Dec. 3, 2021 -- Childhood autism rates are at the highest level since the CDC began tracking the disorder in 2000, new data released today show.
The increase likely reflects improvements in diagnosis and identification of autism spectrum disorder (ASD), not an increase in the number of children actually having autism, study authors with the CDC’s Autism and Developmental Disabilities Monitoring (ADDM) Network say.
Using a new surveillance method, researchers found that 2.3% of 8 year olds in communities in 11 states were diagnosed with autism in 2018, up from 1.9% in 2016.
A separate report on early identification in 4-year-olds shows that children born in 2014 were 50% more likely to be diagnosed with autism or be given an ASD special education classification by 4 years of age than those born in 2010, which shows improvement in early diagnosis.
Taken together, the data suggests efforts to raise awareness about autism are working, though researchers were quick to say much work remains.
"It means we’re doing a better job of identifying children, which helps to get them into services earlier so they can achieve their best developmental outcome,” says Stuart Shapira, MD, PhD, associate director for science in CDC’s National Center on Birth Defects and Developmental Disability.
The studies, published online Thursday in Morbidity and Mortality Weekly Report, are the first to use a new ASD surveillance system that relies on ASD diagnosis or special education classification and medical billing codes, and eliminates comprehensive records searches.
The updated methodology was less labor-intensive and took less time, but it is not without its critics, some of whom claim it will undercount the number of children with ASD.
Created in 2000 and funded by the CDC, the ADDM Network is the only surveillance program in the U.S. that tracks the number and characteristics of children with autism spectrum disorder in multiple communities.
When ADDM released its first report in 2007 from six states and based on data from 2000, ASD prevalence was 6.7 per 1,000 children or 1 in 150 children.
In the latest report, which includes data from 2018, the autism prevalence rate across 11 states was 23.0 per 1,000 children, or 1 in 44 children.
That rate is closer to reported autism prevalence from the National Survey of Children’s Health and the National Health Interview Survey, both of which rely on parent-reported ASD diagnoses.
For the report, researchers analyzed medical and special education records of 220,281 children born in 2010 in Arizona, Arkansas, California, Georgia, Maryland, Minnesota, Missouri, New Jersey, Tennessee, Utah, and Wisconsin.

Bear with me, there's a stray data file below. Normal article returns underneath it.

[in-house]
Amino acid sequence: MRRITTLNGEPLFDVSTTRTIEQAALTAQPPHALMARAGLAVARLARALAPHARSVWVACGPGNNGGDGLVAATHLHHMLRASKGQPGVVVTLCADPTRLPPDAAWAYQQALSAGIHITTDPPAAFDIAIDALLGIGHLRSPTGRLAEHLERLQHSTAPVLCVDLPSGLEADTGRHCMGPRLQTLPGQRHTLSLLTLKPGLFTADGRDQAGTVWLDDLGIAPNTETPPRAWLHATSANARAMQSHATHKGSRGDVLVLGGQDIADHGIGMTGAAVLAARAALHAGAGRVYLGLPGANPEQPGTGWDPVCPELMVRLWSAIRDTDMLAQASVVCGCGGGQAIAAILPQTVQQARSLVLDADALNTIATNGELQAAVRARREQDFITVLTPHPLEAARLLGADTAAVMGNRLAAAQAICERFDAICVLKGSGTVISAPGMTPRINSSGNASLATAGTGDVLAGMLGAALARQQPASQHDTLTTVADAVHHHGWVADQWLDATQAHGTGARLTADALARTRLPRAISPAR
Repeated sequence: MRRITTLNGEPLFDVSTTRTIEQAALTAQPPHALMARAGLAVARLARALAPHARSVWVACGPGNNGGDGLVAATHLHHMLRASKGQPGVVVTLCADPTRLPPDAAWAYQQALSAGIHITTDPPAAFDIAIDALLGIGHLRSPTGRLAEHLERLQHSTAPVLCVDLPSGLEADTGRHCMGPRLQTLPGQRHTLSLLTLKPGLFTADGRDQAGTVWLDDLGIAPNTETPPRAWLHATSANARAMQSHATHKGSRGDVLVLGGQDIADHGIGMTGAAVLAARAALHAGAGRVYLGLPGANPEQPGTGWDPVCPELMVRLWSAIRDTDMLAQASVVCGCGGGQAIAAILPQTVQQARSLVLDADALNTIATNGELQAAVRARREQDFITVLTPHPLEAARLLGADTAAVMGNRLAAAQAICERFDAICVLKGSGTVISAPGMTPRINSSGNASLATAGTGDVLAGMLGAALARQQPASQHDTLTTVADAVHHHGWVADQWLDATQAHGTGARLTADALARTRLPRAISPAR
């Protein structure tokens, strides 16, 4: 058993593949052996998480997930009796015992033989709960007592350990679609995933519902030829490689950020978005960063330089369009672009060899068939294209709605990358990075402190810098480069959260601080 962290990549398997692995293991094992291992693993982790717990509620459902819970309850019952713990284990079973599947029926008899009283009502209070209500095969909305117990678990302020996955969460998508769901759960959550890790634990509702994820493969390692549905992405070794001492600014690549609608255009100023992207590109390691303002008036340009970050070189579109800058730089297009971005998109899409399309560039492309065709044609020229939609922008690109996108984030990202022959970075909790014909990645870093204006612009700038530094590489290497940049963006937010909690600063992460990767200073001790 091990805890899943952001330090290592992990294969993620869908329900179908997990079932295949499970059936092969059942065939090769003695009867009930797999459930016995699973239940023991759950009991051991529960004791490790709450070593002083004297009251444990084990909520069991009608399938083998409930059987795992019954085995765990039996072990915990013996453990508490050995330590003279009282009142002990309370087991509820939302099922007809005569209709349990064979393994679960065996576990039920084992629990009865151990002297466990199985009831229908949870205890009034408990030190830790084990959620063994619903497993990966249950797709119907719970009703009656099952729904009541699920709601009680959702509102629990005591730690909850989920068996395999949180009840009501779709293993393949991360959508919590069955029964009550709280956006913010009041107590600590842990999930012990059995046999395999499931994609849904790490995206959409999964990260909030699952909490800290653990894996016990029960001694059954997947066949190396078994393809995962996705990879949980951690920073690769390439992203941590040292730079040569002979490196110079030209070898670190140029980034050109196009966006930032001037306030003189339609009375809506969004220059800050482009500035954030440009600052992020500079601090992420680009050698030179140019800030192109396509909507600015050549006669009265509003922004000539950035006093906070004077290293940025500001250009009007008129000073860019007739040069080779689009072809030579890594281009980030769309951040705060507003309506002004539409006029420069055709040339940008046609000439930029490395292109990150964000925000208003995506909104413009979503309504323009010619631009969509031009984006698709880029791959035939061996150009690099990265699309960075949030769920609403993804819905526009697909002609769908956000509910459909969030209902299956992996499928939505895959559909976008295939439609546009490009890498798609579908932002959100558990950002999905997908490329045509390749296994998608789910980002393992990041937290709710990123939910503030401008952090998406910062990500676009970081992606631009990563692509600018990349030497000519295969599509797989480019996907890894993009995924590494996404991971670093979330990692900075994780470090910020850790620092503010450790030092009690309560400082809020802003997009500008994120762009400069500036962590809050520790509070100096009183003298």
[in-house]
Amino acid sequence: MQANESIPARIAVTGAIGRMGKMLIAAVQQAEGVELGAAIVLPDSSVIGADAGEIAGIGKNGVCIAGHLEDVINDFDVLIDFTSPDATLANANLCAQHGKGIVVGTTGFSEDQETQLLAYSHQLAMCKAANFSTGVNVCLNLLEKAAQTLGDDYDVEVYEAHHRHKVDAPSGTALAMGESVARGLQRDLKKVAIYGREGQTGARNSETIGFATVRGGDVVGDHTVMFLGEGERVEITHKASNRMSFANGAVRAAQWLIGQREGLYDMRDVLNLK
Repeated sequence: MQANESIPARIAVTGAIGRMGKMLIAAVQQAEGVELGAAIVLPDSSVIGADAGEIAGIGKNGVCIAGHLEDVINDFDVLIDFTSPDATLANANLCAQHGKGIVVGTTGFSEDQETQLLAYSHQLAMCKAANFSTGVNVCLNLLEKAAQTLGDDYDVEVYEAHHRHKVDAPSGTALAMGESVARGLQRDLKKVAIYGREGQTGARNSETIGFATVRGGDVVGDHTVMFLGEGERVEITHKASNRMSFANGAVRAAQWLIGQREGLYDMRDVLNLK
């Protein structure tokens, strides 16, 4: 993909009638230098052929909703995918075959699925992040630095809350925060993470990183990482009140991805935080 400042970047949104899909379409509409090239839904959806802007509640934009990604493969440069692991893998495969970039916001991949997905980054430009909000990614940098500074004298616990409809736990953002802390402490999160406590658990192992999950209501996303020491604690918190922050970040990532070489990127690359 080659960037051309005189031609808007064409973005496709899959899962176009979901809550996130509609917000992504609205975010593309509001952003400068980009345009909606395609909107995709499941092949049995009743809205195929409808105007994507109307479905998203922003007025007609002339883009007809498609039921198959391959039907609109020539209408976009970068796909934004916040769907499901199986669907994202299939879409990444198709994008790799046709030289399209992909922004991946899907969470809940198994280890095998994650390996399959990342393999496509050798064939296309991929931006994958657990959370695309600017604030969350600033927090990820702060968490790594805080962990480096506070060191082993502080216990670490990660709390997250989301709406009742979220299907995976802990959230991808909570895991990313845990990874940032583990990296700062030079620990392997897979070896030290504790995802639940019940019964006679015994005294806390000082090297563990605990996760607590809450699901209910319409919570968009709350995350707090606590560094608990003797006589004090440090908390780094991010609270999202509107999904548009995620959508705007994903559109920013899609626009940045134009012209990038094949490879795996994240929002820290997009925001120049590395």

Children were counted as having autism if their records included an ASD diagnosis, a special education classification of ASD, or an ASD International Classification of Diseases (ICD) code. A total of 5,058 children met that criteria.
Rates of ASD ranged from a low of 1.7% in Missouri to 3.9% in California and were more than 4 times higher in boys than in girls. Just under half of the children with ASD were evaluated by the age of 3.
Although the overall ASD prevalence was similar among white, Black, Hispanic, and Asian/Pacific Islander children, the report highlighted a number of other racial disparities overall and in individual states.
For example, among those with ASD and data on cognitive ability, 35.2% had an intelligence quotient (IQ) score of less than or equal to 70. Black children with ASD were far more likely to have an IQ in that range than Hispanic or white children.
"The persistent disparities in co-occurring intellectual disabilities in children with autism is something that we continue to see and suggests that we need to better understand exactly what’s happening," Matthew Maenner, PhD, an epidemiologist and autism surveillance team lead with the CDC’s National Center on Birth Defects and Developmental Disabilities, says.
Another long-standing trend observed again low ASD prevalence among 8-yea-rold Hispanic children. While the overall estimate showed similar autism rates, a closer review of state-level data reveals a different picture.
"In almost half of the sites, Hispanic children were less likely to be identified as having ASD," he said. "This gets lost if you look only at the overall estimate."